Running out of room in your pole barn isn’t the end of the world. Building additions, connections, and lean-tos are feasible options for extra space.

Take a step in the right direction and download our free Building Connections & Additions Guide. Our goal as one of the top post frame builders in the Midwest is to get you the space your operation needs to succeed.

Pole Barn Additions_FBi Buildings

Are you Ready to Start Designing Your Pole Barn Farm Shop?

Now that you have a general idea of how you should determine the size of your farm shop, the next step you should take is designing your agricultural building online. Luckily for you, our online design tool will help you visualize what your farm shop will look like in 3D.

Or, if you’re interested in seeing what other farmers have done, you can also download our Farm Building Plans eBook. This is a great resource compiled of 20 popular floor plans that are favorites with our customers.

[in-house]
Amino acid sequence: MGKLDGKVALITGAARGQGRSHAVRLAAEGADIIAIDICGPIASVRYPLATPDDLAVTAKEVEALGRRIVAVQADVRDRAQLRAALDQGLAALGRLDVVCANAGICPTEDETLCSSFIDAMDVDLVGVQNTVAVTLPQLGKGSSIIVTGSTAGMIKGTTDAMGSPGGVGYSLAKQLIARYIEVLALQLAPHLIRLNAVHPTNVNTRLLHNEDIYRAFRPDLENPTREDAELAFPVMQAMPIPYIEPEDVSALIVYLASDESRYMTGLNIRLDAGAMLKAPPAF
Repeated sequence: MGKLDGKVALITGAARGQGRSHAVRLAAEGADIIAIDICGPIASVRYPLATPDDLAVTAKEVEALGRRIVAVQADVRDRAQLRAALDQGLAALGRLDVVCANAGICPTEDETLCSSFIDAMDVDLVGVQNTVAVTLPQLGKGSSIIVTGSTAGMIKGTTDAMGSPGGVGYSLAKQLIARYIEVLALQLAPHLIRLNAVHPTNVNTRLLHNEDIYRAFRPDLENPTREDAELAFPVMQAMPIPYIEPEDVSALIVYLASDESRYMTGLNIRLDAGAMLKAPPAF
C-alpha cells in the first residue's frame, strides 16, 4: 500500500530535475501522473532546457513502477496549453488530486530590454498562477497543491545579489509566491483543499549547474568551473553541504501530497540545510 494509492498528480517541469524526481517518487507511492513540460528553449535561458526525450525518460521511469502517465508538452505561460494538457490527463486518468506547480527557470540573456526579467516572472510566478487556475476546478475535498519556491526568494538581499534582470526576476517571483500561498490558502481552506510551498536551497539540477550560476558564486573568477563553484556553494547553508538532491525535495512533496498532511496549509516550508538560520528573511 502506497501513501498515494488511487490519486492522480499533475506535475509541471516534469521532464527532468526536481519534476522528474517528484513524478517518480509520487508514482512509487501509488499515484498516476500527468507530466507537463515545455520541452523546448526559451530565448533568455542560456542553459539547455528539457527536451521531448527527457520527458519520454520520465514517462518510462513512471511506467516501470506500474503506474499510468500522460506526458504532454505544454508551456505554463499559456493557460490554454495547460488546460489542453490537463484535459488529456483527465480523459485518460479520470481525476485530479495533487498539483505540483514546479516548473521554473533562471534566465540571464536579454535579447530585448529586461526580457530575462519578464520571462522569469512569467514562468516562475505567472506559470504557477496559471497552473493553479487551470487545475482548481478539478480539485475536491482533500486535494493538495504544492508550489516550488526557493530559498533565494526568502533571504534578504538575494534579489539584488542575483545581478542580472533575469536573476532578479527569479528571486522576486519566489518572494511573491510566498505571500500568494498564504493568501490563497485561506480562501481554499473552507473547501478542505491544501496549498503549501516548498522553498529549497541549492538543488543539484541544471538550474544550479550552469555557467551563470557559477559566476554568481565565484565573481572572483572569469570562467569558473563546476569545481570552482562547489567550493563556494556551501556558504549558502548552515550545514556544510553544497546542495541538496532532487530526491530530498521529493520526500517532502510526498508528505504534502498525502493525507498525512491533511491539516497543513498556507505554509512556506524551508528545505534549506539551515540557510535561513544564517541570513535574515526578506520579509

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Do you have more questions that are not covered in this article? If you need help designing and planning, please contact FBi Buildings at 800.552.2981 or click here to email us. If you are ready to get a price, click here to request a quote and a member of our customer engagement team will help you determine the next steps of your project.

About Angie Dobson

Angie graduated from Indiana State University with a Bachelor of Science in Interior Design. Prior to joining the FBi team, Angie was a kitchen and bath sales consultant in Lafayette, IN. In 2012, she started with FBi as the Inside Sales/Marketing Assistant. Today she holds the role as Marketing Project Manager. Angie grew up in a farming community and has always enjoyed helping her family on the farm. A past 10 year 4-H Member, her passion for livestock pursued her to take a career in the agriculture field. Her and her husband live in Northwest Indiana with their two daughters. In her free time, she enjoys outdoor leisure activities and spending time with friends and family.